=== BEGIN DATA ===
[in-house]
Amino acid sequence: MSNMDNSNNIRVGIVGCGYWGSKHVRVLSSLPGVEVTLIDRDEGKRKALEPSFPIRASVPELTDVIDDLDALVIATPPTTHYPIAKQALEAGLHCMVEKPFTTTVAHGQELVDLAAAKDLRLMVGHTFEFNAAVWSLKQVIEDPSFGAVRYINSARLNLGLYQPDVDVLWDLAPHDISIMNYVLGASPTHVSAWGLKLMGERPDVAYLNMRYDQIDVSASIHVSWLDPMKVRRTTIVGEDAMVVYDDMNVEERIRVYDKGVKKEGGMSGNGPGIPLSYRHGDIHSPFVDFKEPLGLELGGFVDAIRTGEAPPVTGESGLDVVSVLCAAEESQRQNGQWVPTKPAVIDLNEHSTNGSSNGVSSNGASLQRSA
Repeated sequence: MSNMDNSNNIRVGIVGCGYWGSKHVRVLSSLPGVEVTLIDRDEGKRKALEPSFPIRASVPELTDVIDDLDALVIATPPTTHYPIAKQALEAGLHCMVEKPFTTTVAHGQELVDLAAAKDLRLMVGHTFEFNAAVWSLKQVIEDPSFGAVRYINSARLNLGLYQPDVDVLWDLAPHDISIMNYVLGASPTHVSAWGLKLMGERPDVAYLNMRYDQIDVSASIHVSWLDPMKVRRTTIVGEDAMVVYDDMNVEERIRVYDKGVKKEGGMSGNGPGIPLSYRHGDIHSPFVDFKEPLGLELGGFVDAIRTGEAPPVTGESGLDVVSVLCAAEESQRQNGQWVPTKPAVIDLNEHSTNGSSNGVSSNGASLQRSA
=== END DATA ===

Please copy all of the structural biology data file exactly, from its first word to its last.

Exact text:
[in-house]
Amino acid sequence: MSNMDNSNNIRVGIVGCGYWGSKHVRVLSSLPGVEVTLIDRDEGKRKALEPSFPIRASVPELTDVIDDLDALVIATPPTTHYPIAKQALEAGLHCMVEKPFTTTVAHGQELVDLAAAKDLRLMVGHTFEFNAAVWSLKQVIEDPSFGAVRYINSARLNLGLYQPDVDVLWDLAPHDISIMNYVLGASPTHVSAWGLKLMGERPDVAYLNMRYDQIDVSASIHVSWLDPMKVRRTTIVGEDAMVVYDDMNVEERIRVYDKGVKKEGGMSGNGPGIPLSYRHGDIHSPFVDFKEPLGLELGGFVDAIRTGEAPPVTGESGLDVVSVLCAAEESQRQNGQWVPTKPAVIDLNEHSTNGSSNGVSSNGASLQRSA
Repeated sequence: MSNMDNSNNIRVGIVGCGYWGSKHVRVLSSLPGVEVTLIDRDEGKRKALEPSFPIRASVPELTDVIDDLDALVIATPPTTHYPIAKQALEAGLHCMVEKPFTTTVAHGQELVDLAAAKDLRLMVGHTFEFNAAVWSLKQVIEDPSFGAVRYINSARLNLGLYQPDVDVLWDLAPHDISIMNYVLGASPTHVSAWGLKLMGERPDVAYLNMRYDQIDVSASIHVSWLDPMKVRRTTIVGEDAMVVYDDMNVEERIRVYDKGVKKEGGMSGNGPGIPLSYRHGDIHSPFVDFKEPLGLELGGFVDAIRTGEAPPVTGESGLDVVSVLCAAEESQRQNGQWVPTKPAVIDLNEHSTNGSSNGVSSNGASLQRSA